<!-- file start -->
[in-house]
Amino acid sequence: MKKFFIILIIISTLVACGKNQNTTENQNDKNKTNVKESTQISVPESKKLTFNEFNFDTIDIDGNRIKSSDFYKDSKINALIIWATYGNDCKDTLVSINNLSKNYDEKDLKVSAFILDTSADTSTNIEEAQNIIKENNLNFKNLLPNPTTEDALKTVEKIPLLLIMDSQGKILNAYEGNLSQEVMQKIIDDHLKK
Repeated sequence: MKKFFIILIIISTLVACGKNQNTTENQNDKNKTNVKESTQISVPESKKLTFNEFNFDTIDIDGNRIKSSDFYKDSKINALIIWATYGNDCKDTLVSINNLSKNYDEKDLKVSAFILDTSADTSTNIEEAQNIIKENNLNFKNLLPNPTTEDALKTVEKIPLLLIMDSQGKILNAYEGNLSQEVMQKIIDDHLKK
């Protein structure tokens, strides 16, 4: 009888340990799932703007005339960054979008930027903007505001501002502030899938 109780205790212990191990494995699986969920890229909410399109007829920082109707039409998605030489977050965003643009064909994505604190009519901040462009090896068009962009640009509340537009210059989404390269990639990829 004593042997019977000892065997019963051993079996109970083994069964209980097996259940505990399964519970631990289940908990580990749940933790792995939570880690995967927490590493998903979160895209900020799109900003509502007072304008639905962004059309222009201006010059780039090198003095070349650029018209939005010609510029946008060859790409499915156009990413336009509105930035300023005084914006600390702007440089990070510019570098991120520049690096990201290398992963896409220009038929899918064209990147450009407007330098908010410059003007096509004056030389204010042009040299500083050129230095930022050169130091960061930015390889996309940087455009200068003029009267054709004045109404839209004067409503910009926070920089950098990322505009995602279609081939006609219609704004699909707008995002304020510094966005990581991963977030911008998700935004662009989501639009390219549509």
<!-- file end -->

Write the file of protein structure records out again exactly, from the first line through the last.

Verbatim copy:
[in-house]
Amino acid sequence: MKKFFIILIIISTLVACGKNQNTTENQNDKNKTNVKESTQISVPESKKLTFNEFNFDTIDIDGNRIKSSDFYKDSKINALIIWATYGNDCKDTLVSINNLSKNYDEKDLKVSAFILDTSADTSTNIEEAQNIIKENNLNFKNLLPNPTTEDALKTVEKIPLLLIMDSQGKILNAYEGNLSQEVMQKIIDDHLKK
Repeated sequence: MKKFFIILIIISTLVACGKNQNTTENQNDKNKTNVKESTQISVPESKKLTFNEFNFDTIDIDGNRIKSSDFYKDSKINALIIWATYGNDCKDTLVSINNLSKNYDEKDLKVSAFILDTSADTSTNIEEAQNIIKENNLNFKNLLPNPTTEDALKTVEKIPLLLIMDSQGKILNAYEGNLSQEVMQKIIDDHLKK
């Protein structure tokens, strides 16, 4: 009888340990799932703007005339960054979008930027903007505001501002502030899938 109780205790212990191990494995699986969920890229909410399109007829920082109707039409998605030489977050965003643009064909994505604190009519901040462009090896068009962009640009509340537009210059989404390269990639990829 004593042997019977000892065997019963051993079996109970083994069964209980097996259940505990399964519970631990289940908990580990749940933790792995939570880690995967927490590493998903979160895209900020799109900003509502007072304008639905962004059309222009201006010059780039090198003095070349650029018209939005010609510029946008060859790409499915156009990413336009509105930035300023005084914006600390702007440089990070510019570098991120520049690096990201290398992963896409220009038929899918064209990147450009407007330098908010410059003007096509004056030389204010042009040299500083050129230095930022050169130091960061930015390889996309940087455009200068003029009267054709004045109404839209004067409503910009926070920089950098990322505009995602279609081939006609219609704004699909707008995002304020510094966005990581991963977030911008998700935004662009989501639009390219549509």